It was a surreal experience watching Batman vs. Superman: Dawn of Justice, and even after leaving the theatre I must say there’s nothing else like it. On the one hand, I have always wanted to see Batman—my favorite superhero, beat up Superman—who I distinctly remember haunting my childhood nightmares, on the big screen.
Yet the film is an enormous contradiction, and what’s more—it seems to know this and gloat in it at every turn.
Step 1: Cast Ben Affleck—much maligned for his performance in Daredevil, to replace Christian Bale—universally praised for his childhood-defining turn as the Dark Knight, in a film to chronicle Batman’s return from retirement.
Step 2: Enter Jesse Eisenberg—cast against type and with a full head of hair as a high-pitched, sniveling and wisecracking Lex Luthor. He sounds like the Joker.
Step 3: Miraculously turn what by all accounts should be a low-brain, blockbuster action romp into a deeply nuanced and well-thought out philosophical treaty on the nature of heroism and godhood.
You can observe many of these steps from the previews, which ran simultaneously with the much-better marketed and prematurely leaked Suicide Squad trailer. But then the early reviews started pouring in. Affleck put on more than 24 pounds of muscle for the role and was so successful with test audiences that the studio not only sent the film back for more Batman footage, but granted him a three-picture deal with Writer/Director/Actor credit. What?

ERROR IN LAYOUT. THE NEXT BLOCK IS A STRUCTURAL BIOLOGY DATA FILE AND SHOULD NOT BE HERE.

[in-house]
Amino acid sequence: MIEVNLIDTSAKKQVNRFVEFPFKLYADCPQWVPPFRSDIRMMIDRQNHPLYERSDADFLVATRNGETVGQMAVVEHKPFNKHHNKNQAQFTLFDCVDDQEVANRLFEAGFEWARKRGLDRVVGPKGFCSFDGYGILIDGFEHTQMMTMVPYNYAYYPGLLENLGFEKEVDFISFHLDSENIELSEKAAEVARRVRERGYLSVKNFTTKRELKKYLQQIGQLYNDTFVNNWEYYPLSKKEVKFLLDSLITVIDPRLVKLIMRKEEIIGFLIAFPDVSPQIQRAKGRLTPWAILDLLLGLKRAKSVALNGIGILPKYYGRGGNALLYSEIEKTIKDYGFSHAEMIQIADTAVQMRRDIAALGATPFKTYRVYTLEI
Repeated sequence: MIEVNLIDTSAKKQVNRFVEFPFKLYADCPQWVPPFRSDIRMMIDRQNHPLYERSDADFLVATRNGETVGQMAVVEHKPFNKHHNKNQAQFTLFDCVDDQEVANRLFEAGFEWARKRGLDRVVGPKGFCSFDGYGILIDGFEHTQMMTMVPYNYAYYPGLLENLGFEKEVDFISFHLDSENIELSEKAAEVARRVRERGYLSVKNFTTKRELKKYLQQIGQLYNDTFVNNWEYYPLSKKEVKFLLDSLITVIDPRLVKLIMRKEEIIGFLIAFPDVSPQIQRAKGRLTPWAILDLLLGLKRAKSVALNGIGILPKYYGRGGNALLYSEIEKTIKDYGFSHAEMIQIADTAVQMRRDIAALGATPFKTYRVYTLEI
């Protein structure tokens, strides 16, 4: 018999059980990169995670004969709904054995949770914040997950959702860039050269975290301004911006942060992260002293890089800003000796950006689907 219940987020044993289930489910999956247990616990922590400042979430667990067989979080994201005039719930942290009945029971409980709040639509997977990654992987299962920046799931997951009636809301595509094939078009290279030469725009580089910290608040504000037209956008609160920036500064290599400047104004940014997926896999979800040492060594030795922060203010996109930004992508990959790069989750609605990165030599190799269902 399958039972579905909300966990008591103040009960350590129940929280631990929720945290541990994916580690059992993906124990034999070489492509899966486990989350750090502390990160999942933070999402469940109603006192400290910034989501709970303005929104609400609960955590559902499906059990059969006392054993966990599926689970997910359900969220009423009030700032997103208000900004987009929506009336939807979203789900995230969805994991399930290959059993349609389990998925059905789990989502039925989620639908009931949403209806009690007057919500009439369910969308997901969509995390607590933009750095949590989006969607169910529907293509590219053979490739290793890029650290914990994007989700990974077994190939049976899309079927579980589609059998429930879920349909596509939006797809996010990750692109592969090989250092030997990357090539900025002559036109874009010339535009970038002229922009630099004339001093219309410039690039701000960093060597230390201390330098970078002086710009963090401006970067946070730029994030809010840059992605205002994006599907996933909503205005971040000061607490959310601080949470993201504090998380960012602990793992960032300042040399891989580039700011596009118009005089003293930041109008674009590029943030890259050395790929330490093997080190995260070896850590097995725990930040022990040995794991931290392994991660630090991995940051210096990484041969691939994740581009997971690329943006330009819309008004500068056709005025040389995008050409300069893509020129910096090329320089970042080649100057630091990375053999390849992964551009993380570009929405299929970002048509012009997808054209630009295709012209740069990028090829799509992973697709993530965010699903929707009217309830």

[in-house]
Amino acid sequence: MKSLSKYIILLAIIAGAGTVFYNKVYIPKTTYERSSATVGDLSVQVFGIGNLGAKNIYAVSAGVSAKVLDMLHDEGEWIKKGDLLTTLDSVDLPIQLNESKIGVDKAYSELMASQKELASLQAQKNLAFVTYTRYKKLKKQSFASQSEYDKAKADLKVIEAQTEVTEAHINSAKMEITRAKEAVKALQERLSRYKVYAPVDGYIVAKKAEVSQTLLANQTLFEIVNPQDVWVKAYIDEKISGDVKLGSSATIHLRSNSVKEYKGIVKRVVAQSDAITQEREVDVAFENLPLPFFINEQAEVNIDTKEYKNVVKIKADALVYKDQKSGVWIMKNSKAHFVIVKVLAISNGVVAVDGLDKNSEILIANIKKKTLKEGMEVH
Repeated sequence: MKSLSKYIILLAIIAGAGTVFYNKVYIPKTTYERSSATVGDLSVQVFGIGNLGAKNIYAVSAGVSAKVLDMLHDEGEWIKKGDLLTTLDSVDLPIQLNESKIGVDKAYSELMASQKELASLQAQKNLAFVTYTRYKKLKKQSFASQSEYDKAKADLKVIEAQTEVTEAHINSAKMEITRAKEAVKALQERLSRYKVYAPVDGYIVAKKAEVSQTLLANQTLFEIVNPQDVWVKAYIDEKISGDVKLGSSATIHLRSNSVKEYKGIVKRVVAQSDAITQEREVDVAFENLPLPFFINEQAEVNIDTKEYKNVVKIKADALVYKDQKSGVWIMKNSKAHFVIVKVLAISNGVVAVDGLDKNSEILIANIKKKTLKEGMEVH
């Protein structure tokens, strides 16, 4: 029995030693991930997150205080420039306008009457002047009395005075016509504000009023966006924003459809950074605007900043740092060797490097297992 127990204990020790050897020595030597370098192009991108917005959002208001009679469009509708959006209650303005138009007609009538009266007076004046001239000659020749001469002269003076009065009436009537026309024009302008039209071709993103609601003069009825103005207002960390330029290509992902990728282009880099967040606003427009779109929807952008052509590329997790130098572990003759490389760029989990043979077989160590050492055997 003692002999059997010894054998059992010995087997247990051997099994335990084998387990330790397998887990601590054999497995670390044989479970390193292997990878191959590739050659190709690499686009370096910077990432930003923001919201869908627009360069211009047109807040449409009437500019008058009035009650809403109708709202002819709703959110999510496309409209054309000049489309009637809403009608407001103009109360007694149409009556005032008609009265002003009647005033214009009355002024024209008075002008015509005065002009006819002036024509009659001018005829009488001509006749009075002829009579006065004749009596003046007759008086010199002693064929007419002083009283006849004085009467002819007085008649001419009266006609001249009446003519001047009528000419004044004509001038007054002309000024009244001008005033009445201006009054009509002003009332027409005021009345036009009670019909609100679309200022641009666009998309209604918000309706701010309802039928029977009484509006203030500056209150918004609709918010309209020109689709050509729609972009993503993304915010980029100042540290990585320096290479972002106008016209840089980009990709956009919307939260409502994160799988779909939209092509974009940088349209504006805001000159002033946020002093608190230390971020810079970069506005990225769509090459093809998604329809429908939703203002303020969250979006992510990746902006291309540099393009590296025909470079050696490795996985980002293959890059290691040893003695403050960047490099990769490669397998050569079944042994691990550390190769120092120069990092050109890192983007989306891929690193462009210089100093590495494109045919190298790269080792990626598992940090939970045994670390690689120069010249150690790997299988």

And the critics panned it. So I went in with no expectations. I mean, after all this, what kind of tone was I supposed to have prepared for?
Now, having seen the movie, there are a few things I can say confidently, without need for spoilers, from a fan’s perspective. As promised, much of Batman’s characterization in this film is based closely on the 1986 comic, “The Dark Knight Returns,” by Frank Miller, and though I don’t care for that particular take on Batman in Miller’s story, I’ll concede that Affleck embodies that version of the character. He more than meets the challenges of the role and defies expectations. If you like the source material, you won’t be disappointed, and casual fans will find that Next Gen Batman is fresh and exciting to watch. Even though he perplexingly uses a semi-automatic gun now.
The acting from the others is good as well, even Eisenberg’s Luthor. While it may be tempting to judge this film going in, an open-minded audience should be pleasantly surprised with the story’s twists and compelling story.
Watching this movie feels like reading a great comic book. It is epic, fun, and even thought-provoking. Though sometimes the ideas did get a little too heavy to keep up with, I left the theatre impressed with the range and subtle delicacy of the many questions the film provokes about the role of religion in society.
Not only does it pave the way for everyone to pass more Batman and Justice League posters for the next ten years, this messy masterpiece of popular culture managed to both entertain and enlighten.